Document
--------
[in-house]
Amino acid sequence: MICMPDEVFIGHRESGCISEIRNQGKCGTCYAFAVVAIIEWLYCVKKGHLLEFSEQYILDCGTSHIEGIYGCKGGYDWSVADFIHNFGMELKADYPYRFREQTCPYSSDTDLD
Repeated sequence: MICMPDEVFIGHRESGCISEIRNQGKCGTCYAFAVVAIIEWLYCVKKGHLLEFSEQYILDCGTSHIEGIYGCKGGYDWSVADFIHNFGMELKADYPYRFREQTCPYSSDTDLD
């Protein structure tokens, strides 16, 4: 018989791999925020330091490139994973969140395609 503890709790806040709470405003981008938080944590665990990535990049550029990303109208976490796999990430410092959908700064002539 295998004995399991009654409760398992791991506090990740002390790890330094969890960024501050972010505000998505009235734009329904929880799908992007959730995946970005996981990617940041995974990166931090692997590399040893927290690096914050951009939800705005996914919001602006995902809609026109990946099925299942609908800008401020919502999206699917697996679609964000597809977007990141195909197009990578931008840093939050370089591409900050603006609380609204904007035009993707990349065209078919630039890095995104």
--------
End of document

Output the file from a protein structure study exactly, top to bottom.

[in-house]
Amino acid sequence: MICMPDEVFIGHRESGCISEIRNQGKCGTCYAFAVVAIIEWLYCVKKGHLLEFSEQYILDCGTSHIEGIYGCKGGYDWSVADFIHNFGMELKADYPYRFREQTCPYSSDTDLD
Repeated sequence: MICMPDEVFIGHRESGCISEIRNQGKCGTCYAFAVVAIIEWLYCVKKGHLLEFSEQYILDCGTSHIEGIYGCKGGYDWSVADFIHNFGMELKADYPYRFREQTCPYSSDTDLD
């Protein structure tokens, strides 16, 4: 018989791999925020330091490139994973969140395609 503890709790806040709470405003981008938080944590665990990535990049550029990303109208976490796999990430410092959908700064002539 295998004995399991009654409760398992791991506090990740002390790890330094969890960024501050972010505000998505009235734009329904929880799908992007959730995946970005996981990617940041995974990166931090692997590399040893927290690096914050951009939800705005996914919001602006995902809609026109990946099925299942609908800008401020919502999206699917697996679609964000597809977007990141195909197009990578931008840093939050370089591409900050603006609380609204904007035009993707990349065209078919630039890095995104």